• While male dogs’ sex hormone levels will diminish after surgery, it’s still important to remember that some males may still exhibit full-testosterone male behaviors, and they can still get their female pets pregnant during this period (This may take up to six weeks).
  • Following spaying and neutering, some dogs’ appetites become more excessive, and this can also lead to their weight gain. You need to plan for this change and adjust their feeding regimen accordingly.
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What Can You Do for Your Dog During Her Recuperation Period

During your pet’s recovery stage, it is extremely important to make sure she gets adequate rest to ensure a quick recovery. What can you do to make your pup slow down?

Here are some tips:

Keep your dog’s activity to a minimum, and you do the work.

In light of that, you should avoid making your dog move around the house. Hand carry her whenever she needs to climb up and down the stairs or go through any obstacles.

If your dog is a big size, you will just have to fence off certain areas that you want her to stay away from.

Limit her activity areas.

When you are not around to keep an eye on your dog, you don’t want her wandering about the house. You should confine your dog to a small area.

A playpen, small room, or baby gate can be used as alternatives to the crate.

You should keep your dog on a short leash at all times when she is out of the house.

There is no way to avoid potty breaks during her recovery stage, and you can’t just leave the door open and let your pet run around outside.

You should not only use a leash to keep your dog in check during her potty, but also make sure it’s short enough to prevent her from wandering off.

A room with outside views to ease her anxiety.

While it may not be possible for your dog to run around during her recovery phase, placing her in a small room that comes with a clear view of the outdoors will help to alleviate her loneliness.

Mental simulation exercise to keep her entertained.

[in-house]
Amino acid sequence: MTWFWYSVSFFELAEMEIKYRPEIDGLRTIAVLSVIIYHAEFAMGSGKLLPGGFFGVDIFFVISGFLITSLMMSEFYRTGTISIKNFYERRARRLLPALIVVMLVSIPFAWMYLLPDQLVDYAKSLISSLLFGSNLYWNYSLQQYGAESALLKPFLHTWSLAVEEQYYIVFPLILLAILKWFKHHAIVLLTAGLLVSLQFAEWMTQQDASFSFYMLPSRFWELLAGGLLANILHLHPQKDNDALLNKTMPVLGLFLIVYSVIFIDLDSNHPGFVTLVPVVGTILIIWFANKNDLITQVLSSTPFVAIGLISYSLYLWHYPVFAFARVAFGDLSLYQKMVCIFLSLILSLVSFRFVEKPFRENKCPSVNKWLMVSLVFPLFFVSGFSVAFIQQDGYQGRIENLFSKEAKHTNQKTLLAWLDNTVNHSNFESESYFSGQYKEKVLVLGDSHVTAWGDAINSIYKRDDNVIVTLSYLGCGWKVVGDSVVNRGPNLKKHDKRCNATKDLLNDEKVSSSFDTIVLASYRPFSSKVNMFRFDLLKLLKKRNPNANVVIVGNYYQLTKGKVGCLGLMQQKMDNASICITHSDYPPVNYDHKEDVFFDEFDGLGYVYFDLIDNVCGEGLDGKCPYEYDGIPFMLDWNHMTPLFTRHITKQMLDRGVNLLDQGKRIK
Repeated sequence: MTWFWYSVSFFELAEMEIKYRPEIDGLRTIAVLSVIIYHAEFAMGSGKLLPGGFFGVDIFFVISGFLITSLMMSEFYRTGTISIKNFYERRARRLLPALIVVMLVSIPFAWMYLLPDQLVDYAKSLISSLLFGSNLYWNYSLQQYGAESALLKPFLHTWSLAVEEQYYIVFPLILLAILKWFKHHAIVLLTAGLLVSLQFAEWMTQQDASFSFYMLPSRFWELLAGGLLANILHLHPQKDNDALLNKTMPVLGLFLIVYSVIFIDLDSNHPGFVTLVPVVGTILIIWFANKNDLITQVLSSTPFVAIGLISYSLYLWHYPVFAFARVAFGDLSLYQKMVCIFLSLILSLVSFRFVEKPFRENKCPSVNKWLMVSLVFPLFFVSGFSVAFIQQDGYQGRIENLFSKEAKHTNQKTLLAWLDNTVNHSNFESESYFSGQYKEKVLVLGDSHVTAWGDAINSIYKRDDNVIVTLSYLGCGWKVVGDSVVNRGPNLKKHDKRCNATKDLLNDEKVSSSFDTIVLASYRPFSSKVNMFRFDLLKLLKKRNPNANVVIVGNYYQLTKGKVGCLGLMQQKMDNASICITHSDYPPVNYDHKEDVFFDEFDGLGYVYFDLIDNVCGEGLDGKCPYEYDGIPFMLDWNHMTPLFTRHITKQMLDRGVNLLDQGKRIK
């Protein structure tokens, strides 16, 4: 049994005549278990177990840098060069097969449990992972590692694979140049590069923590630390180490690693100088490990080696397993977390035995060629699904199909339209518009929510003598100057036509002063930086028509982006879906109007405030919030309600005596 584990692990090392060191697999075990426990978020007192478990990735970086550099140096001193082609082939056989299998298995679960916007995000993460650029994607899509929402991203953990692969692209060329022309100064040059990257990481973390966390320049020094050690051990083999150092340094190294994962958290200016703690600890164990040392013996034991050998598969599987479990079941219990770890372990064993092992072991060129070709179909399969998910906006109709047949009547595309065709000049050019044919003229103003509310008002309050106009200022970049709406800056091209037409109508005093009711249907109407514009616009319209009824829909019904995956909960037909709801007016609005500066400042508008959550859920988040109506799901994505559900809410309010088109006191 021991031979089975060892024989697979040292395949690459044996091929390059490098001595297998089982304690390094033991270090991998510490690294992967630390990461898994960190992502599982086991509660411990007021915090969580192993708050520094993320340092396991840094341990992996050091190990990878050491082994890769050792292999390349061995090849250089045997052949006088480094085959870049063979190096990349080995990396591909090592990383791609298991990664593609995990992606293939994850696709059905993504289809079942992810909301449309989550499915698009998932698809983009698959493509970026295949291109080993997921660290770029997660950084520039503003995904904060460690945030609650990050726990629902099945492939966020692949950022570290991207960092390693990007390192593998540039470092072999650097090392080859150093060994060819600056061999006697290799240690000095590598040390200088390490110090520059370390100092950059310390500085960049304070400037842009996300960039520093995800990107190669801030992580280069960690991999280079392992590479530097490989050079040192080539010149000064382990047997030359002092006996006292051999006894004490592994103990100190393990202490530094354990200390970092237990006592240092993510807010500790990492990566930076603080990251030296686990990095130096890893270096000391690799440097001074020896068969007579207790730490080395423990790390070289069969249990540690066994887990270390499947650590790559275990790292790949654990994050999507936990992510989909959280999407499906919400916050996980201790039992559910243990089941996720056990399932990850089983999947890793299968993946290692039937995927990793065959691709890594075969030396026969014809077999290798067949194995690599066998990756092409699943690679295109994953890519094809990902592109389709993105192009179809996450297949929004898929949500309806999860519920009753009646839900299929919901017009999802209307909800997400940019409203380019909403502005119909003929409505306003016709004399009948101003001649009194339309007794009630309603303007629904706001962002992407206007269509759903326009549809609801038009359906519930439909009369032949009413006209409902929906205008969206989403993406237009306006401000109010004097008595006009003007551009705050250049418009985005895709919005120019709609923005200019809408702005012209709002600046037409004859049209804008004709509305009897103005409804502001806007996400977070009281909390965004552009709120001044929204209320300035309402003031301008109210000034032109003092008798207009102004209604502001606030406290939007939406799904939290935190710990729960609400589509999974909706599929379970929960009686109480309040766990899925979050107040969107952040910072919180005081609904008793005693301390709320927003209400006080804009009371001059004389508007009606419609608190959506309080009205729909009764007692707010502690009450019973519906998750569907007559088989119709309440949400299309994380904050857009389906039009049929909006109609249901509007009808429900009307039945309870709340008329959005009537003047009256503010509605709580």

Engage your dog in mentally stimulating activities instead of running around. This will keep her mind in shape.

In addition to food dispensing toys, you can also consider interactive toys for your pup or anything that helps her learn problem-solving skills while working for her food or treats. 

Alternatively, you can devote some time to teaching your dog some simple obedience commands that don’t need much movement.

Taking Care of Your Dog’s Post-Surgery Incision (What to Lookout For)

Vets have a wide range of options when it comes to placing “skin glue” on your dog’s stitches. 

The most common types are silk, nylon, or metal, and they typically need to be removed by a veterinarian after fourteen days.

It is extremely important not to let your dog’s stitches get wet. There should be no baths or playing in the rain or water, and no lying down on wet grass.

You should also make your dog wear a protective cone around his neck to prevent him from biting and licking on the stitches.

As the wound heals, swelling, redness, or hard tissue may appear. While you shouldn’t be worried about these signs, if you notice any bleeding or discharge, see your veterinarian immediately.

You should restrict your dog from all activities after she has had this major surgery for fourteen days. Being inactive means your dog cannot run around or get into the water or be left unattended.

If you are unable to watch your pet, you should place her in a crate or in a small room. 

Always provide your dog with mental stimulation to prevent her from feeling bored or hyperactive during her 14 days of recovery journey.